Full Disclosure was a book that I didn’t even know anything about until I saw it on the Book of the Month club website, and I decided to give it a go after reading about it on Goodreads. It was the kind of book that really sounded like it would be easy to fall in love with the main character, as well as the overall plot, and I was really excited to read it. So when I got the book, I pushed everything else that I was currently doing and reading aside to get lost in the story.
There was so much to like about Full Disclosure. The characters. The situation. The way the book educates about HIV (honestly, I didn’t know most of what I know now, and since I like books that education and entertain, I’m pretty happy with that). It’s a great book to introduce to readers in their teenage years and up, because there is just so much information in the pages. Also, I haven’t read a book about a character with HIV in a really long time, so I was pretty excited to dive into this one.
With my parents, I don’t have to worry about disclosure or people being afraid of me or getting angry. Here. I’m just part of our family, and there’s nothing but love.
Simone is a teenager who has been diagnosed with HIV as a baby, which she got from her mother. While she has learned to deal with it over the years, taking her medication and trying to stay out of the spotlight, she has learned that there are only certain people that she can trust, such as her family. Her two fathers adopted her when she was an infant, fully knowing she was HIV positive and wanting to call her their own daughter. Simone loves them and trusts them, but she also wanted friends.
Last time Simone trusted someone outside of her family, enough to make a friend, it backfired. Everyone at her old school knew about her HIV, and they made her life a living hell. Now that she has started at a new school, Simone has decided to keep it a complete secret this time – sharing with absolutely no one. She feels that this way will be foolproof in giving her the ability to make friends and fit in the best she can.
In short, Simone knows how to keep her school life separate from her personal life, where she manages her HIV and attends group therapy sessions with other kids.
However, Simone is growing up, noticing boys, and trying to figure out how she could possibly manage a relationship without exposing her HIV.
I’m not sitting around, looking for people to have sex with, but I want it. I want to look at someone and love them the way other people are able to.
When Simone meets a boy that she finds herself falling for, she begins getting threatening notes that tell her to stay away from him, or her HIV will be exposed for everyone in the school to find out about.
Trying to come to terms with what to do, Simone finds herself contemplating taking the plunge and telling her best friends and her now boyfriend, or letting it go to see how it plays out on its own.
While helping to direct a school play and dealing with the drama with her friends, boyfriend, and now the notes, Simone has a hard time finding the ability to process everything.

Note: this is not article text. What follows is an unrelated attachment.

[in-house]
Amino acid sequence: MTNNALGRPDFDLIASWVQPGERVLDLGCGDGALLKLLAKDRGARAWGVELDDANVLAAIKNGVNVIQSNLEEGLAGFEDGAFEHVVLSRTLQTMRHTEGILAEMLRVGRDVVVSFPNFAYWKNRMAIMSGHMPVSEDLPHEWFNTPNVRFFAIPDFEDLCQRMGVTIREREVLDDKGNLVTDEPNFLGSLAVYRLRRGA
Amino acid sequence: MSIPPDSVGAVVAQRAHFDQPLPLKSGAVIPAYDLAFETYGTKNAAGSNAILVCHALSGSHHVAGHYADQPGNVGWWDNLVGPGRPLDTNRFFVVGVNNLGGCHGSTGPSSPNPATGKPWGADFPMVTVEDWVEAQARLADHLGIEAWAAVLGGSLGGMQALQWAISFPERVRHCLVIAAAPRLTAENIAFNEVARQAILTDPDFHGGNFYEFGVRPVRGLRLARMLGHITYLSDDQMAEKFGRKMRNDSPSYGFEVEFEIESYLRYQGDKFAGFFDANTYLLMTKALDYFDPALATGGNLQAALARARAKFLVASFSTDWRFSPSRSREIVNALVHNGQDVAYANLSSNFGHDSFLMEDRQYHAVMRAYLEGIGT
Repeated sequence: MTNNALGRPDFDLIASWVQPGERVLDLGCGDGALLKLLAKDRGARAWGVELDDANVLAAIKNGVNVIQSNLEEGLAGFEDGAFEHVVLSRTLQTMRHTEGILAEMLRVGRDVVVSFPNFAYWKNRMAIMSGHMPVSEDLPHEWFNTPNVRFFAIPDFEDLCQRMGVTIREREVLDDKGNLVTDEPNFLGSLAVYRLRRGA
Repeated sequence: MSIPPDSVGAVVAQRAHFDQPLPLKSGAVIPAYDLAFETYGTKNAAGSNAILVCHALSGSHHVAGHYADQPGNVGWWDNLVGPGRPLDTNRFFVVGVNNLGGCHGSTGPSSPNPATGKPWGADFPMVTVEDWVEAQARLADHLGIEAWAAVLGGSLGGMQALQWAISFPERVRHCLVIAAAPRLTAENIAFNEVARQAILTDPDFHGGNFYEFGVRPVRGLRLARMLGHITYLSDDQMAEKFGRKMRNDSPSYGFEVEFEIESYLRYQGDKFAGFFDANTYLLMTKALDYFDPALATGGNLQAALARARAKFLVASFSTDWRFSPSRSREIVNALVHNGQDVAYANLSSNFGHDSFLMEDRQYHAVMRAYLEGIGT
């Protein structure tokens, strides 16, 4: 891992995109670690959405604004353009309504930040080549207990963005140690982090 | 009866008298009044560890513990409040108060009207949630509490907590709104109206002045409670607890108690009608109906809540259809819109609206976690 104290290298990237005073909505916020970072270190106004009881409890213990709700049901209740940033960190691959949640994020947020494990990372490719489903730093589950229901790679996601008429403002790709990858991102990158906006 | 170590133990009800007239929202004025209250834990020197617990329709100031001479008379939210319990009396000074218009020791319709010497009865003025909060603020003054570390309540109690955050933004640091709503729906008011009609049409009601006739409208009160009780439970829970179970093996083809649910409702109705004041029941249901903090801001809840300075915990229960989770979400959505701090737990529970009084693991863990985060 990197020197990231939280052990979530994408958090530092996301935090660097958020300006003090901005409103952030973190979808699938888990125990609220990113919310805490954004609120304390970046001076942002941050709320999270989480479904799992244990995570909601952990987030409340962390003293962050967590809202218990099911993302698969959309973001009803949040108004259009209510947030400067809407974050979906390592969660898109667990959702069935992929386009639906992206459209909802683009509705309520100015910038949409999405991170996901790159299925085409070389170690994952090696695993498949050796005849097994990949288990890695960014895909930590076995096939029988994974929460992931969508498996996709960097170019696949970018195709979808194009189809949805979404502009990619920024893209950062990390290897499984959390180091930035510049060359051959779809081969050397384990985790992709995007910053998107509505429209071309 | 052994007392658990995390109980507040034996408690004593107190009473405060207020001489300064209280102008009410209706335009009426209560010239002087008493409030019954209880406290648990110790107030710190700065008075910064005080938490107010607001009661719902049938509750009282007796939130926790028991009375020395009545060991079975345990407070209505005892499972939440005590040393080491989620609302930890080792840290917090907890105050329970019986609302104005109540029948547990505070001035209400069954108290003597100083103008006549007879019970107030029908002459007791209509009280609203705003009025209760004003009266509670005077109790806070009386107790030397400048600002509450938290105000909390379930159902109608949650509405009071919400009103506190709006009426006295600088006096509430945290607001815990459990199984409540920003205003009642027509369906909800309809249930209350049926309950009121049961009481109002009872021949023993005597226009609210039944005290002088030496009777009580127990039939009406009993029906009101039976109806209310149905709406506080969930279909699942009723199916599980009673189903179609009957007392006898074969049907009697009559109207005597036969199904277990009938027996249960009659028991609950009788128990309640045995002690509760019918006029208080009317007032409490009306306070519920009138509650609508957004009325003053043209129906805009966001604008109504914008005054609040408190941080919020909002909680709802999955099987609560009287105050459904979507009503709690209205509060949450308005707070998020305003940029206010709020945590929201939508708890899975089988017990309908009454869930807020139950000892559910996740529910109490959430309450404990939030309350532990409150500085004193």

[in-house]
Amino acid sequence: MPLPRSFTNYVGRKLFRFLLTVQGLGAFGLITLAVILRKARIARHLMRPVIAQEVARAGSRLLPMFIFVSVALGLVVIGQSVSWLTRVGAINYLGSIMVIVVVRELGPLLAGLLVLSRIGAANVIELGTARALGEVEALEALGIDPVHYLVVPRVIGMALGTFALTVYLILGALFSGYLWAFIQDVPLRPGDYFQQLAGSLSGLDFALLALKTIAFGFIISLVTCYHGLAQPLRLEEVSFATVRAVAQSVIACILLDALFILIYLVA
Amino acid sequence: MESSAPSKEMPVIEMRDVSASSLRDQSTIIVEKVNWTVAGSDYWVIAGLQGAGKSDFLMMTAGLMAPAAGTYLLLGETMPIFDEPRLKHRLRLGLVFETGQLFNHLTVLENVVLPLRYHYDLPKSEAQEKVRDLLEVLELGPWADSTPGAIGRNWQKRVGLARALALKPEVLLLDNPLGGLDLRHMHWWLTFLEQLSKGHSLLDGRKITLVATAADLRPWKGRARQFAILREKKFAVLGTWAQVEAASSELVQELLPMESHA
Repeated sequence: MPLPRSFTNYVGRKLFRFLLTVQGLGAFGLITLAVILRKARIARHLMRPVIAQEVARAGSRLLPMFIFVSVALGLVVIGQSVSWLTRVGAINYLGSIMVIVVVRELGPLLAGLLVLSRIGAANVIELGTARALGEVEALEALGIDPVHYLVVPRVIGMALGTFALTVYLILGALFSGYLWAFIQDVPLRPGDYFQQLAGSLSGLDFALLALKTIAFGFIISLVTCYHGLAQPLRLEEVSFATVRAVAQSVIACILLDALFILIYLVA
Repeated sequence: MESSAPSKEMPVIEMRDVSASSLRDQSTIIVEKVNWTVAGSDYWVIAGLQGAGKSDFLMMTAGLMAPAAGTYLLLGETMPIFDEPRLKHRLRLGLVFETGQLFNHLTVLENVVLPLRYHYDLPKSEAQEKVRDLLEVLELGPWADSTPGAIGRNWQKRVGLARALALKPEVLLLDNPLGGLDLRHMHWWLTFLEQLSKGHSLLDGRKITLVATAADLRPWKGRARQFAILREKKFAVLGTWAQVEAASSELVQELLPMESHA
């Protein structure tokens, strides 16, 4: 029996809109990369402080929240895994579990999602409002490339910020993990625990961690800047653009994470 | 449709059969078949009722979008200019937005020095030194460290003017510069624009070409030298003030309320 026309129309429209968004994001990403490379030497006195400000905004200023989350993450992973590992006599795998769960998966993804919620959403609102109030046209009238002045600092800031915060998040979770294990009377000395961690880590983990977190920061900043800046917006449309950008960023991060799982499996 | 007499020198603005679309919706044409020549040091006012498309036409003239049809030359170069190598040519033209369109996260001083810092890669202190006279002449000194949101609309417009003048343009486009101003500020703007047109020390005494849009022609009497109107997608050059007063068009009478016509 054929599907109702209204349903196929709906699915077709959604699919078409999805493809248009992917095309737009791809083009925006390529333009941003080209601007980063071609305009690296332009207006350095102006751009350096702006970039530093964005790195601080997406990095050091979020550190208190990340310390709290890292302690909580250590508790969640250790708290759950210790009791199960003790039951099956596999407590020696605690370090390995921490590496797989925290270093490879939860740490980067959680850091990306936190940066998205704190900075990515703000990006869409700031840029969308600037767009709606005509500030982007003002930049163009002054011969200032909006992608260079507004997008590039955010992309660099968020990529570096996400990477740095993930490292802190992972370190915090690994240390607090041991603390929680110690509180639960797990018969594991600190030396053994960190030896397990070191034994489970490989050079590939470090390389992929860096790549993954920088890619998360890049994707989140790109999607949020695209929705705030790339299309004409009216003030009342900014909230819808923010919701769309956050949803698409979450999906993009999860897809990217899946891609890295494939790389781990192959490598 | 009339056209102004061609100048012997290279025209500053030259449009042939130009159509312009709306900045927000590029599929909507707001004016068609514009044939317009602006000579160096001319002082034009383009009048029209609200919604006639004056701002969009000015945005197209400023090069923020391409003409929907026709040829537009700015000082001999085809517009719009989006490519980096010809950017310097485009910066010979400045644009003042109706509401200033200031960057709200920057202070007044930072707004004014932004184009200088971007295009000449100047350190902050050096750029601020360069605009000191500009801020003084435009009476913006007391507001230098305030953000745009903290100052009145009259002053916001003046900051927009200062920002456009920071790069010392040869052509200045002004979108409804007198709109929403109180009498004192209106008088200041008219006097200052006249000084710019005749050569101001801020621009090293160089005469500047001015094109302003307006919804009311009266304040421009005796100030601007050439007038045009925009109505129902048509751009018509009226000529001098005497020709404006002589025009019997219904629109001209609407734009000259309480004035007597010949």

There are two things that connect me to this woman: she had me, and she passed HIV down to me. I’ve never wanted to talk to her before, but for the first time, I wish she were here. This is the one thing she’d understand better than my parents do. Maybe she’d know what to do. Maybe, if she were here, I wouldn’t feel so alone.
All along, Simone wonders about her birth mother, and as things spiral more and more out of control for her, she knows she has to come up with a solution, and fast. Should she tell, before someone else exposes her?
Full Disclosure was such a well-written novel, and I have to say that I adored the plot. Simone’s character is also a well-written part of the book, and I found myself really liking her. Along with dealing with everything else, Simone is also discovering what it is like to question her own sexuality, where she wonders if maybe she could be bisexual, like her friend. Her other friend is a lesbian and is asexual, and of course, she has two fathers.
While I really liked the LGBTQ+ representation in the book, part of me felt like it was just overdone. I mean, almost every character in the book was questioning or already out, and I guess it just felt like it was forced at that point. I hate that I felt that way (I’m bisexual myself, so I’m always loving books with bisexual characters).
Also, I was really freaking creeped out in this book during the scenes when Simone’s dad accompanied her to her gynecologist appointment. I mean sure, the girl is going to her first appointment and everything and since she doesn’t have her biological mom with her or another female influence, maybe she would want her there. But it’s just…no. Strange. Too far.
All in all, if you like contemporary and like being educated about really important things while reading, DO NOT MISS THIS BOOK. It is fantastic and I found myself reading it over the course of one day because I couldn’t put it down. Simone’s character is the perfect mix of sassy and sweet, and I just adored her. I look forward to more books by this author.